We know you’re seeing political ads even if you don’t watch TV.
They’re showing up on YouTube videos, Twitter, Instagram, and, especially Facebook.
In his most recent campaign filing, Democratic gubernatorial candidate Jared Polis reported spending $500,000 for social media advertising at the end of August. By comparison, his Republican opponent Walker Stapleton, has spent $19,434 on digital advertising during the general election campaign.
Facebook ads purchased by Russian interests targeting American voters may have had an impact on the 2016 elections. And since then, social media companies are ramping up transparency efforts amid scrutiny from Congress and consumers.
Who are they targeting and why?
Laura Edelson, a doctoral student at the New York University Tandon School of Engineering, was part of a team that examined about eight weeks of Facebook political ads starting in late May as part of a research team.
“On average, everyone in the U.S. saw some political ads,” she said. “There’s probably a lot of people who saw zero or one, probably a lot of people … who were particularly targetable saw hundreds.”
So how do you know how you are being targeted? Let’s take a look at a few platforms, their disclosure efforts and how you can track the ads.
Facebook took the most heat for a variety of Russian advertising efforts aimed at polarization and even vote suppression in the 2016 elections. In May, the platform created a public archive of Facebook political ads. You may search the archive by state, politician or keyword.
Be prepared to be overwhelmed.
A search for “Colorado” reveals about 30,000 results. Some of those appear to be similar ads aimed at different audiences. For instance, language in an ad might be tweaked depending on whether it’s targeted at men or women, Edelson said.
“When you see an ad, it isn’t random,” she said. “That was the ad that was most likely to connect with you” based on what Facebook knows about you and who an advertiser is targeting.
Here’s what consumers can do on Facebook
- Use the information boxes that appear when you scroll past political ads. The box will tell you who paid for the advertisement.
- Click on “see information about this ad” in the box to get an idea of whom the ad is targeting, how many people it reaches and how much is being spent.
- If you visit a candidate or political organization’s Facebook page, click on the “info and ads” tab on the left to see all the Facebook ads offered.
For an easier way to navigate the ads — and help track them — visit ProPublica. The nonprofit news organization — which partners with The Colorado Sun on the ElectionLand project — is tracking Facebook ads with help from the public.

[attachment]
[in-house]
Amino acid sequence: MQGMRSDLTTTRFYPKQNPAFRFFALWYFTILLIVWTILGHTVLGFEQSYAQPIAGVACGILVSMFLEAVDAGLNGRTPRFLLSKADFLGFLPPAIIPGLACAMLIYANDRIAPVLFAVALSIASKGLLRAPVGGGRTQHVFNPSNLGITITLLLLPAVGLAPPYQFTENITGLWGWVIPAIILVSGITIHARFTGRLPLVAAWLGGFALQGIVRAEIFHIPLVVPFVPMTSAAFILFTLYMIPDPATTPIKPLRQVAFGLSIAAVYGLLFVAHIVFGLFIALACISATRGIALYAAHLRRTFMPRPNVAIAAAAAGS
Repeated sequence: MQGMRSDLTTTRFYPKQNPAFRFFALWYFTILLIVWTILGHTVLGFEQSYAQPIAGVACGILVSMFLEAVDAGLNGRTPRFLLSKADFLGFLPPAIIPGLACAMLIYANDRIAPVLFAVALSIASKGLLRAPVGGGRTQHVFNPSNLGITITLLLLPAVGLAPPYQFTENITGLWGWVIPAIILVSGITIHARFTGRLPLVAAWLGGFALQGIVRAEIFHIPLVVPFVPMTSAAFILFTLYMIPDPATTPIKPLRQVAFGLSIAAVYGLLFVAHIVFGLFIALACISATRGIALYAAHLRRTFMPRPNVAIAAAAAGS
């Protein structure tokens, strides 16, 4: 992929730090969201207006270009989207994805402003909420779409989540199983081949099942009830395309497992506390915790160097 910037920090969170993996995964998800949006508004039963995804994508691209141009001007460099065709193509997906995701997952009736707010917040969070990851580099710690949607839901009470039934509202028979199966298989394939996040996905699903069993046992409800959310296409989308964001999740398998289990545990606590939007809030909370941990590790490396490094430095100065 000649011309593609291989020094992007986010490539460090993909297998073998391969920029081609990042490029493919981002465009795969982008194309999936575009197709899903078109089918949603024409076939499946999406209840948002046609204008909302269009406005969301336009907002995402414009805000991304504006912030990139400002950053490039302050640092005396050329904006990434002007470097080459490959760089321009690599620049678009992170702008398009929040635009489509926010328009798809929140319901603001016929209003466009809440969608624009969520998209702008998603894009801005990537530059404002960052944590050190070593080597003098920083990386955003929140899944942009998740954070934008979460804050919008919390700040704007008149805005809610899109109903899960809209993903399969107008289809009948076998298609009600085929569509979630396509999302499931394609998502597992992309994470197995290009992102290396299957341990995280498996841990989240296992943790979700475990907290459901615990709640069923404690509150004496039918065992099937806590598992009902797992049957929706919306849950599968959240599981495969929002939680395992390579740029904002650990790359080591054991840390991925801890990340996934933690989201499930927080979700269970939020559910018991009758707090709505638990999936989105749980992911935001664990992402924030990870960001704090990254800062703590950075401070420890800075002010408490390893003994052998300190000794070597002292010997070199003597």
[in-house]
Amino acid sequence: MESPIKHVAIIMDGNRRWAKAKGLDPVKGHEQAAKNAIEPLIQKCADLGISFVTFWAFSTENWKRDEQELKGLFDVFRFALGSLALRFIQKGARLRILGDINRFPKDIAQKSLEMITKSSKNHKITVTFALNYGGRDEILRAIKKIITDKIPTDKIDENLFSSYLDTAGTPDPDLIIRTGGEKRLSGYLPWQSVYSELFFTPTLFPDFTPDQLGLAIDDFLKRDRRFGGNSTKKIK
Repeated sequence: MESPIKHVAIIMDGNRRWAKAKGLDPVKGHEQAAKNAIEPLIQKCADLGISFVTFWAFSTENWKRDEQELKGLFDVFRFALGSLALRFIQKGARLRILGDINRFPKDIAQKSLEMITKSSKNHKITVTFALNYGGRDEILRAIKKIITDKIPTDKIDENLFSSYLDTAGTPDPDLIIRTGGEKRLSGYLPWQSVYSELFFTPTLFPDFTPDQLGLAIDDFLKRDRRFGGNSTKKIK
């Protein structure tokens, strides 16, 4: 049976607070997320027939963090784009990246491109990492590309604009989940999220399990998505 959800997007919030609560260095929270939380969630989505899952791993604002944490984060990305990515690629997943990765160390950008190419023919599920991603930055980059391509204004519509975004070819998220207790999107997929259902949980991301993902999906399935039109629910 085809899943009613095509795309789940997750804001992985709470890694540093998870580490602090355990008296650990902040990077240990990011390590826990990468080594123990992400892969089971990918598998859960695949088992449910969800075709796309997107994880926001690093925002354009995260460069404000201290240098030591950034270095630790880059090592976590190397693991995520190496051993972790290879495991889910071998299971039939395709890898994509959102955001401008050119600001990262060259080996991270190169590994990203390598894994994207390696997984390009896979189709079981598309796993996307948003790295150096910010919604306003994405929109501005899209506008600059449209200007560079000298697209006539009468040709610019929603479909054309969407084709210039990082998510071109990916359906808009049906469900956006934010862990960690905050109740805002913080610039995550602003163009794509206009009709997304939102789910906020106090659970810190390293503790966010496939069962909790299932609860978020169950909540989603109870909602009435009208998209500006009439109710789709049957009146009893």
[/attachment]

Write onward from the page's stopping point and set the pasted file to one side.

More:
The ProPublica archive allows you to search based on gender, age, location and political ideology. That’s a different set of search features than those found on Facebook’s archive.
The ProPublica dataset is narrower but easier to navigate, especially if you’re interested in seeing who is targeting your or other demographics.
And ProPublica needs your help. Collect Facebook political ads that you see on your page by installing the Chrome or Firefox plugin. If you use the plug-in, that way you’ll see the political ads you might have missed, as well as the other ads targeting you.
Here’s an example of Facebook ads targeting Coloradans
- An ad from Polis targeting younger people and encouraging them to register to vote.
- An ad from Stapleton saying Polis wants to raise taxes. It links to a site to donate to Stapleton’s campaign.
- An ad from Prosperity Denver featuring outgoing Gov. John Hickenlooper encouraging that city’s voters to support an initiative to fund scholarships for students.
Google and Twitter ads
Other social networks are also making efforts to be more transparent about political advertising.
Google offers a searchable and filterable library of ads being served up to consumers on its networks. Search by political district or zip code, by candidates or advertisers, by amount spent and more with the online tool.
“Google’s transparency efforts are actually great,” said Edelson, the NYU researcher.
Twitter has a policy on identifying political advertisers in the United States, but it’s especially focused on federal candidates. And the advertiser search is limited to Twitter handles, and shows promoted posts for the most recent seven days.
The NYU Tandon School team is also examining other platforms, Edelson said.
“It just doesn’t look like advertising on Twitter is in the same ballpark as advertising on Facebook.”
Editor’s note: Sandra Fish participated in a group of journalists and academics from which Facebook sought feedback last November.